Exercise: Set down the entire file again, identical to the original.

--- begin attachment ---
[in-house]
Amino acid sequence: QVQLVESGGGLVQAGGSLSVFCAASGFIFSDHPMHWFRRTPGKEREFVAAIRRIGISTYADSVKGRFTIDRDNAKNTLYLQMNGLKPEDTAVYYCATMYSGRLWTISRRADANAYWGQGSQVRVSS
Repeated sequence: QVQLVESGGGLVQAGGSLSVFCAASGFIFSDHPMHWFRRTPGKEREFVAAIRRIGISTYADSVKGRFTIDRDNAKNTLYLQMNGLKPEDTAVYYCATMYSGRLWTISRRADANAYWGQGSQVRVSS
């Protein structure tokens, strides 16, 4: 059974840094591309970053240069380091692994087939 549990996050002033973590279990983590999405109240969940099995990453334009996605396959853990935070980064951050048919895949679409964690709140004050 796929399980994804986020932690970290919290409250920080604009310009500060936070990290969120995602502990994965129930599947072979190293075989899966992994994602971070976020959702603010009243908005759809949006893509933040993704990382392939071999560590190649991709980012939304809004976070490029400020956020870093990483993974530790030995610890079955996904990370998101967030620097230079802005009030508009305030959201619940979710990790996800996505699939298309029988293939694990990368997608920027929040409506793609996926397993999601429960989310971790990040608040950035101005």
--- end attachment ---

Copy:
[in-house]
Amino acid sequence: QVQLVESGGGLVQAGGSLSVFCAASGFIFSDHPMHWFRRTPGKEREFVAAIRRIGISTYADSVKGRFTIDRDNAKNTLYLQMNGLKPEDTAVYYCATMYSGRLWTISRRADANAYWGQGSQVRVSS
Repeated sequence: QVQLVESGGGLVQAGGSLSVFCAASGFIFSDHPMHWFRRTPGKEREFVAAIRRIGISTYADSVKGRFTIDRDNAKNTLYLQMNGLKPEDTAVYYCATMYSGRLWTISRRADANAYWGQGSQVRVSS
């Protein structure tokens, strides 16, 4: 059974840094591309970053240069380091692994087939 549990996050002033973590279990983590999405109240969940099995990453334009996605396959853990935070980064951050048919895949679409964690709140004050 796929399980994804986020932690970290919290409250920080604009310009500060936070990290969120995602502990994965129930599947072979190293075989899966992994994602971070976020959702603010009243908005759809949006893509933040993704990382392939071999560590190649991709980012939304809004976070490029400020956020870093990483993974530790030995610890079955996904990370998101967030620097230079802005009030508009305030959201619940979710990790996800996505699939298309029988293939694990990368997608920027929040409506793609996926397993999601429960989310971790990040608040950035101005």